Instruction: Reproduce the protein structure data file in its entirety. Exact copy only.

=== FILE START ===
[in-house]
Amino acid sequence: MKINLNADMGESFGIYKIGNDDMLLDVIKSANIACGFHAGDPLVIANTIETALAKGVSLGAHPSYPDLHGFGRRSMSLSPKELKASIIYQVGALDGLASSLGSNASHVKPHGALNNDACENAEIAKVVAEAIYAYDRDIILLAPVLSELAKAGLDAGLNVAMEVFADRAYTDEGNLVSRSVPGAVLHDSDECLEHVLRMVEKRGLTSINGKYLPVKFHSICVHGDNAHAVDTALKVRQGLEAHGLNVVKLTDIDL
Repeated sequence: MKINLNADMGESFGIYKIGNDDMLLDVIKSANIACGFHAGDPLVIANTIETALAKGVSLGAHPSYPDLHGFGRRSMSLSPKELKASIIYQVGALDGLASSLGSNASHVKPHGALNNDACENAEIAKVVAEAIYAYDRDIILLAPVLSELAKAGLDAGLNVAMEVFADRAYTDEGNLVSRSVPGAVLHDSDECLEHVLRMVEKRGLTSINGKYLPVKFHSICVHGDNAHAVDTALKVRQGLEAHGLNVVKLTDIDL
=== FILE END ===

[in-house]
Amino acid sequence: MKINLNADMGESFGIYKIGNDDMLLDVIKSANIACGFHAGDPLVIANTIETALAKGVSLGAHPSYPDLHGFGRRSMSLSPKELKASIIYQVGALDGLASSLGSNASHVKPHGALNNDACENAEIAKVVAEAIYAYDRDIILLAPVLSELAKAGLDAGLNVAMEVFADRAYTDEGNLVSRSVPGAVLHDSDECLEHVLRMVEKRGLTSINGKYLPVKFHSICVHGDNAHAVDTALKVRQGLEAHGLNVVKLTDIDL
Repeated sequence: MKINLNADMGESFGIYKIGNDDMLLDVIKSANIACGFHAGDPLVIANTIETALAKGVSLGAHPSYPDLHGFGRRSMSLSPKELKASIIYQVGALDGLASSLGSNASHVKPHGALNNDACENAEIAKVVAEAIYAYDRDIILLAPVLSELAKAGLDAGLNVAMEVFADRAYTDEGNLVSRSVPGAVLHDSDECLEHVLRMVEKRGLTSINGKYLPVKFHSICVHGDNAHAVDTALKVRQGLEAHGLNVVKLTDIDL